Julius Rix batting in the first over.

In the last third of our innings we more than doubled our total as Chris Badger (41* off 27 balls) and Will Phelps (38* off 26 balls) showed their class - they both play for St Giles in the senior leagues - as Chris cut the ball with timing and placement and Will hit high and hard into the "V". Our final total of 127/4 was scarcely believable given the way our innings had started - although it also somehow didn't feel enough.

Still, we started our defense brilliantly as Joe White (1/15) and Saad Shoukat (2/11) conceded just 26 runs from their 8 overs from the southern end of the ground. They both bowled with pace and movement, repeatedly beating or taking the outside edge, although when they did the chances went to ground - our attempts at taking catches were no more successful than the opposition's, suggesting it really was a difficult seeing day. Catching aside, we backed up the bowlers brilliantly in the field, Huw Davies making some great stops square of the wicket, Pete Ames chasing tirelessly at mid-off and 'keeper Julius Rix making some great leg-side takes.

Joe White (possibly) about to beat the outside again, with Daniel Mortlock and Julius Rix pretending to be ready to take any outside edges.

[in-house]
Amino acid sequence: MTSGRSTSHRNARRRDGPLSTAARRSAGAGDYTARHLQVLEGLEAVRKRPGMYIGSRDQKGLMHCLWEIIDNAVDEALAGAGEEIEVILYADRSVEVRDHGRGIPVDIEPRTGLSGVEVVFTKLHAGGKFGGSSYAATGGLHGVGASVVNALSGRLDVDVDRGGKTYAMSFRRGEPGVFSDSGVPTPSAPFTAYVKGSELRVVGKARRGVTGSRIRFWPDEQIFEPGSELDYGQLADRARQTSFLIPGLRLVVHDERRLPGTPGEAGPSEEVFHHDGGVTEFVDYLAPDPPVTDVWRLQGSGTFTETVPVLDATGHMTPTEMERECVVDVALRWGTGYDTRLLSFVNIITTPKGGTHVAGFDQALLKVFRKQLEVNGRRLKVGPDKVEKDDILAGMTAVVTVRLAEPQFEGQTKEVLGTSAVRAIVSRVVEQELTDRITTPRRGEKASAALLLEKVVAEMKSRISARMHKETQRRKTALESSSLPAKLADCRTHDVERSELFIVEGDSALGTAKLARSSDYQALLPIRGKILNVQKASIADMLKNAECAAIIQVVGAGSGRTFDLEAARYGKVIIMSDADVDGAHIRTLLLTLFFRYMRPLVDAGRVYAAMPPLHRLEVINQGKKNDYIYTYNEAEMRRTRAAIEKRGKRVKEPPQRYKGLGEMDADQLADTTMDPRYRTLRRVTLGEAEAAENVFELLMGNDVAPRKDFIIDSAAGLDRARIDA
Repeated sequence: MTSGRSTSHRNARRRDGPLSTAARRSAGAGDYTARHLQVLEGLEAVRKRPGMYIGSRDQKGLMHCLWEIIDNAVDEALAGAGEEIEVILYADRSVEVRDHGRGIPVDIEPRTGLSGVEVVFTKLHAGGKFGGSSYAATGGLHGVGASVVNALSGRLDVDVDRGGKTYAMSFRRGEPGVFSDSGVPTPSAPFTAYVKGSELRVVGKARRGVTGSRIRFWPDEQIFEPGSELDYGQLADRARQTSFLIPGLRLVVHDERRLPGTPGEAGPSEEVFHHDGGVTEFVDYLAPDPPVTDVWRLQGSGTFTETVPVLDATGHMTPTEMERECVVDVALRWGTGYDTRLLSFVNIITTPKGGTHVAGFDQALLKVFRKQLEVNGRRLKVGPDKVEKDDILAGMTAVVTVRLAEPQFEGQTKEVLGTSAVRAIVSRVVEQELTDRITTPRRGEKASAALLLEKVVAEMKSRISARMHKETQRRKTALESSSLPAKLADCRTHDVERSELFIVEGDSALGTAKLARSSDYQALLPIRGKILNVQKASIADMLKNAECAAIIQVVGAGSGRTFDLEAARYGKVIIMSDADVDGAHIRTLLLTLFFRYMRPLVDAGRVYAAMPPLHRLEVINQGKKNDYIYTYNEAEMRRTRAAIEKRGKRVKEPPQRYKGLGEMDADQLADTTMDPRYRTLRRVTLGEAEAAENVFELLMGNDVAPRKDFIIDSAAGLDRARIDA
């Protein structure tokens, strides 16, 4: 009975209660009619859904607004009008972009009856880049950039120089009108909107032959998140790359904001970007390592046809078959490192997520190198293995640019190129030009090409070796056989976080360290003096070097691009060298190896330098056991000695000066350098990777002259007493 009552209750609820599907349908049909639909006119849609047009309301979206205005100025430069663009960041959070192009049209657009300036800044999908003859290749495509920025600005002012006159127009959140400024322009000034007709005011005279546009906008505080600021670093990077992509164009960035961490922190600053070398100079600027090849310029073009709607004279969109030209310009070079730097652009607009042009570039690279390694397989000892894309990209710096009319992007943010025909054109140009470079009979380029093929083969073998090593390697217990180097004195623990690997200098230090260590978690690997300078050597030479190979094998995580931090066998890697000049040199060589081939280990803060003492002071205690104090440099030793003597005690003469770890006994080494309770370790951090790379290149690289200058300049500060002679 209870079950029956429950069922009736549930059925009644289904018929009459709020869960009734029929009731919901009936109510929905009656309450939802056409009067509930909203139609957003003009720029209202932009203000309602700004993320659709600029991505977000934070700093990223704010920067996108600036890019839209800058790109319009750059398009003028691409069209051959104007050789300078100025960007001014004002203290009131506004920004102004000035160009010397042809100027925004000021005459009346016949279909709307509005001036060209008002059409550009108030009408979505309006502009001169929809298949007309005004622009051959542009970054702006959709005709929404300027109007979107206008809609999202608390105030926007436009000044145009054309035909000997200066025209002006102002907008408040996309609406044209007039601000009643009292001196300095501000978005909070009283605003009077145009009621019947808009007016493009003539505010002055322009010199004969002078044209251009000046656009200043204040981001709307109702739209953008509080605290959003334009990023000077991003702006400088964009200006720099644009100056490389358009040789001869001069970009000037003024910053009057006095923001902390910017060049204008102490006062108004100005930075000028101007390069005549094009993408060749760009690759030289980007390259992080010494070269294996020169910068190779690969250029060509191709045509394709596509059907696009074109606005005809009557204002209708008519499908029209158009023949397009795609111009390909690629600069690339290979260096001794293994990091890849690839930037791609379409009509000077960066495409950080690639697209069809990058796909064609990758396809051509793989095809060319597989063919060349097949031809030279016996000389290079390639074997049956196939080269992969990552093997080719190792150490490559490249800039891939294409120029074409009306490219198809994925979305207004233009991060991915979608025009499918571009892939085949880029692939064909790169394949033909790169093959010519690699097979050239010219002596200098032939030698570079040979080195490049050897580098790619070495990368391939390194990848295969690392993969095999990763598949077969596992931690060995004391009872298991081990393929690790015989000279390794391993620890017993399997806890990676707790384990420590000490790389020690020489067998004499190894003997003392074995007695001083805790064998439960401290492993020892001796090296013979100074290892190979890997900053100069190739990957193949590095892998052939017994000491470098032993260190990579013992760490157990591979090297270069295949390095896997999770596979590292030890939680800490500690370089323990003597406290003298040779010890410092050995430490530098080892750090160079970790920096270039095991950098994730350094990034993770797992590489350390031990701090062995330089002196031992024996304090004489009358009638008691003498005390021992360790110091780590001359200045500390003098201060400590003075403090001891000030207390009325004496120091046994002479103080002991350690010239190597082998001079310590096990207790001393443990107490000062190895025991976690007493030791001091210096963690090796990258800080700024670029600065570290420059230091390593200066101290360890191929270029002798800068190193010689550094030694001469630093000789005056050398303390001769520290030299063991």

Claude Warnick (0/22) and Huw Davies (0/25) both kept the batsmen in check for a little while before being hit in their final overs - a slightly more proactive approach to bowler rotation might, with hindsight, have been needed there. Still, after Saad finished off with a maiden over and then Will Phelps (1/22) bowled a couple of tight overs we might even have been ahead for the first time all day. Will finished the 18th over by having the surviving opener, UCLES veteran Steve Robinson, caught at mid-wicket by Daniel Mortlock (finally breaking the sequence of eight dropped catches that spanned the two innings) and then Daniel (1/29) came on and had the other set batsman, erstwhile Remnant Andrew Lea, plumb LBW with the first ball of the 19th over. Cambridge Assessment now needed 19 off 11 balls, with two completely new batsmen, and when Daniel's next ball nicely snicked the edge of the bat . . .

. . . everything went wrong: the edge was missed and the batsmen ran two; the rest of Daniel's over went for 4 2 2 4; and Will's hopes of applying some pressure with a few dots were clinically wrecked by a single and a four to finish the game. It was clearly all Daniel's fault, not only because he was hit for runs in his last over (not that there anything particularly wrong with the deliveries), but because he went against the natural order of the match, which was for dismissals to come exclusively by bowlers sending a stump cartwheeling out of the ground. This was also questionable tactically, as the two dismissed batsmen, while obviously "in", were struggling to score, with strike rates of just of comfortably below a run a ball, about half of the required rate at that stage.

Russell Woolf refusing to deduct runs from the opposition.

It was great to get a "proper" cricket match that, with the exception of the catching, was played at a high standard pushing up towards senior league levels. And it was also just great to play after so many wash-outs. All we need to do now is somehow remember how to win.